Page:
A reporter participates in Dr. Petr Janata’s music/memory experiment
Let’s just get this out of the way upfront: I’m a child of the ’60s. So, when I participated last month in Dr. Petr Janata’s online experiment of “Music Evoked Biographical Memories,” the 30 songs selected from my extended childhood included ditties by the Mamas and the Papas, the Impressions and Elvis.
All the songs topped the R&B and pop charts from when I was about ages 7 to 19, and nearly all were familiar. But a few evoked vivid autobiographical memories. When Dion sang “Runaround Sue,” a video played in my mind’s eye of the dance routine my little girlfriends and I had worked up, and I smiled at the childlike innocence of it all. When the Rolling Stones sang “This could be the last time / may be the last time / I don’t know,” I saw myself walking into a party feeling rebellious and strong. And when I heard James Brown’s voice, I delighted at the dual images of the sweat-drenched “Godfather of Soul” onstage covered by his cape and my boyfriend’s 300-plus-pound best friend screaming as he jumped up and down on his front-row seat. After each song played, I rated how familiar and pleasing it was, and noted any associated autobiographical memories.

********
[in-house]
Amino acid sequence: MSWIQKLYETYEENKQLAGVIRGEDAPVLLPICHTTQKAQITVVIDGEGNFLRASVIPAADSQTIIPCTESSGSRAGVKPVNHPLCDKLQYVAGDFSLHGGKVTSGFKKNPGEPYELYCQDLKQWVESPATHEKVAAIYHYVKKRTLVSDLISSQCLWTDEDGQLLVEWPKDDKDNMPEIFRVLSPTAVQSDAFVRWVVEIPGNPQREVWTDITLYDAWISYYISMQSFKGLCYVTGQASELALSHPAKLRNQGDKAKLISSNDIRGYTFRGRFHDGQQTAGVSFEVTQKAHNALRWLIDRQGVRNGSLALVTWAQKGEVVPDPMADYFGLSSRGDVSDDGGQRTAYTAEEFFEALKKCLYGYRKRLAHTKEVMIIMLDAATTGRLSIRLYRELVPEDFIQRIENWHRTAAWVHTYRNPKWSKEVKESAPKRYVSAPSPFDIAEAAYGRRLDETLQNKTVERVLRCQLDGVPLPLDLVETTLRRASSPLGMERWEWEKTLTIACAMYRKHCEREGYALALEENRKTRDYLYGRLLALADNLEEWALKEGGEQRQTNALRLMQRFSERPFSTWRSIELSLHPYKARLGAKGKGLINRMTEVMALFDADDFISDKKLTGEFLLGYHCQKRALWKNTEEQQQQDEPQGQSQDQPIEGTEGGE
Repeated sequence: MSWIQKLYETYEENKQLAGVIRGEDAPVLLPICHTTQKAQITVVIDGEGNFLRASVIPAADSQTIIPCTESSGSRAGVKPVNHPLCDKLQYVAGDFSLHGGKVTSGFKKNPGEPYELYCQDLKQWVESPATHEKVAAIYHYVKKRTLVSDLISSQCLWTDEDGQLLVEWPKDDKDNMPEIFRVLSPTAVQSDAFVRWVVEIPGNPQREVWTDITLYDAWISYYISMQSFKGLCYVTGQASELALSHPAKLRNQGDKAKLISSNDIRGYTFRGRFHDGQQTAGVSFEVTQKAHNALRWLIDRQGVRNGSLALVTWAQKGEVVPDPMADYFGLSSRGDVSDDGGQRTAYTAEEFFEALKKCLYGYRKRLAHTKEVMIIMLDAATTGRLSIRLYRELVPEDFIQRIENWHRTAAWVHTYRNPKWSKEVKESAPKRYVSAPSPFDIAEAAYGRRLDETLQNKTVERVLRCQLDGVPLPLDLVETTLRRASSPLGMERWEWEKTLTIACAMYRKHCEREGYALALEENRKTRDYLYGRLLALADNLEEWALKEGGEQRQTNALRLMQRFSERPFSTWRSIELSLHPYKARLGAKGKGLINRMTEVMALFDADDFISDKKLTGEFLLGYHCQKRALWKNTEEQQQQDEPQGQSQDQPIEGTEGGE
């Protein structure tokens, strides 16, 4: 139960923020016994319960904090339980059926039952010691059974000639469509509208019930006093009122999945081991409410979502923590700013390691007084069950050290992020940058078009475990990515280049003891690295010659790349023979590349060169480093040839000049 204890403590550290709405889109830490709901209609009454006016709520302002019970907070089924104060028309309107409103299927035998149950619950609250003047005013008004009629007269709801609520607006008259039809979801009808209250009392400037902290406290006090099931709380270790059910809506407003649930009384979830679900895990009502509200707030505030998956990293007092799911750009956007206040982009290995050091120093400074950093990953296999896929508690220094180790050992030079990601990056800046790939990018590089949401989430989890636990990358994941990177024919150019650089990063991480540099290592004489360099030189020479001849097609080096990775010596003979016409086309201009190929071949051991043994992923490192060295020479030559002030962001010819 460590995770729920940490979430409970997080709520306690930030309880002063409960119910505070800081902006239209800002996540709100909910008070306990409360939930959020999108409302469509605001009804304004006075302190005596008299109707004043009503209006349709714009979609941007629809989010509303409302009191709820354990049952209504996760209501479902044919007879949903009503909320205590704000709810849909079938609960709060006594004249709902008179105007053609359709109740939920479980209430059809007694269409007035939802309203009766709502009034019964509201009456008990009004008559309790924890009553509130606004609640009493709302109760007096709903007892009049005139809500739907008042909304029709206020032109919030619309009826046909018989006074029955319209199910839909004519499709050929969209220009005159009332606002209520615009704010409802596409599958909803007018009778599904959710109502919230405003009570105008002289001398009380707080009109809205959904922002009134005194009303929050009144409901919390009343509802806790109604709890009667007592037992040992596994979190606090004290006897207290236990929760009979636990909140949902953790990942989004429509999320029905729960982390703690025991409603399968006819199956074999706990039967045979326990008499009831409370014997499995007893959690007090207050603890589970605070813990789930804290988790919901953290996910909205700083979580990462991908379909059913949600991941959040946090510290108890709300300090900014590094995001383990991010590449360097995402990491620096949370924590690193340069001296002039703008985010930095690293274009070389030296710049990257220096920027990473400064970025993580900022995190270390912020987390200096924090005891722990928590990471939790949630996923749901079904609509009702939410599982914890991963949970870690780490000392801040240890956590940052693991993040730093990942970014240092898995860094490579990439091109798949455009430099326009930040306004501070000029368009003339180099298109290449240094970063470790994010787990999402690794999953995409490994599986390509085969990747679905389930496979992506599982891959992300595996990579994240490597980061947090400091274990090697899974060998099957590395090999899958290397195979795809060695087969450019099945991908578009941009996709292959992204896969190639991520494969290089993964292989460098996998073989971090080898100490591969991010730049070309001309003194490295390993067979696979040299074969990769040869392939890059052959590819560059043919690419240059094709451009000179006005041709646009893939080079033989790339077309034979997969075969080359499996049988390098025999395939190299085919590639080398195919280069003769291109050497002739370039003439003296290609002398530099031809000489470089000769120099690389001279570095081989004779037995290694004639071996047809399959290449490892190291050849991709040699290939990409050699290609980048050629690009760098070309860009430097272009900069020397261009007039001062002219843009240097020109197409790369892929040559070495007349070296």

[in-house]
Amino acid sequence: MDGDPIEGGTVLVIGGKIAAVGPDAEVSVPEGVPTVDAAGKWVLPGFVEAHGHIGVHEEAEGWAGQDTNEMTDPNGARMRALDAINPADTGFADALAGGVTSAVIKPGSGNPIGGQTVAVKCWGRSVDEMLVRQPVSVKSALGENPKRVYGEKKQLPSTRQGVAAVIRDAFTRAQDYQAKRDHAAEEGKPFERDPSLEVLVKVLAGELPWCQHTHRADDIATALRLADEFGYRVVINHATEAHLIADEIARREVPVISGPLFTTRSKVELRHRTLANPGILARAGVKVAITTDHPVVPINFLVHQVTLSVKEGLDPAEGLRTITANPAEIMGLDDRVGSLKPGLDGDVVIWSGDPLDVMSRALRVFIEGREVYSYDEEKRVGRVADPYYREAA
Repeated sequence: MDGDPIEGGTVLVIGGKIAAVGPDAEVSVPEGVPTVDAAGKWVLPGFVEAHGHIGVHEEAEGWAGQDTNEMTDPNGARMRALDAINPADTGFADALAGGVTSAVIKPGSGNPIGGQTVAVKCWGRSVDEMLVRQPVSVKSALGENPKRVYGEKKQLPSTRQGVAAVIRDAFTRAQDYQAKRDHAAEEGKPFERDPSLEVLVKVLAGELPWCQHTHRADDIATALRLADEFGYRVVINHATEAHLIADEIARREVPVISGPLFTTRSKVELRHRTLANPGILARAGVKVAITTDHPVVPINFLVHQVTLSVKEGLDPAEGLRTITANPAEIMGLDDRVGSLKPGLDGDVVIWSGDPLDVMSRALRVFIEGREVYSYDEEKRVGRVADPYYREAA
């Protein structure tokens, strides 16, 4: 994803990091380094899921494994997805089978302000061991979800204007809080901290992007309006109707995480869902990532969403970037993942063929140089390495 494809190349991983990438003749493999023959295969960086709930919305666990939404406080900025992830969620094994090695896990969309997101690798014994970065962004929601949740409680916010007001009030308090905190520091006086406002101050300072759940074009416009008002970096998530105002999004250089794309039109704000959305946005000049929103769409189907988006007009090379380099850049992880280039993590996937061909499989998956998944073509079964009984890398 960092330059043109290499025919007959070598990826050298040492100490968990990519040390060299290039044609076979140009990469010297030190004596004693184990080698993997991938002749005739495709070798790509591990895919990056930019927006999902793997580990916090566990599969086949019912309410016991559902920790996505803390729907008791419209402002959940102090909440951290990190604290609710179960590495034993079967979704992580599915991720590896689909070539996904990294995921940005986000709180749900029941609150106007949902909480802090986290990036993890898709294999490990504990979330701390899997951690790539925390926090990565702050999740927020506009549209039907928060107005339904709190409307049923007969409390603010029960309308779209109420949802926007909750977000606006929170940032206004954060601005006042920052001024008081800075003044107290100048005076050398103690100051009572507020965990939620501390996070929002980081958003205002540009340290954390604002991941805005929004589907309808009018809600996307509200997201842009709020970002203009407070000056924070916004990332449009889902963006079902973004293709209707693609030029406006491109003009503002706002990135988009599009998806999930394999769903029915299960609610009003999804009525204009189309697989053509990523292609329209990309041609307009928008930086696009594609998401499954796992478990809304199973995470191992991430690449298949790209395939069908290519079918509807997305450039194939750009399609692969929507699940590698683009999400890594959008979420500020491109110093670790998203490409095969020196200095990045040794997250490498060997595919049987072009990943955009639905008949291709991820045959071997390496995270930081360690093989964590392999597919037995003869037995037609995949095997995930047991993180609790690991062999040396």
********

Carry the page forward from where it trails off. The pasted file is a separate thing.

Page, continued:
The hour-long experiment took me on pleasurable trip down memory lane. If you’d like to participate, click on the link above and follow the directions. But be warned: Two of the songs in my personalized lineup of 30 were painful to listen to, and one by the Association got stuck in my head for weeks:
Who’s peekin’ out from under a stairway
Calling a name that’s lighter than air
Who’s bending down to give me a rainbow
Everyone knows it’s Windy.
Aaaarrrghh … I hate that song. It’s back, and scientists still don’t know why it happens or how to make it stop!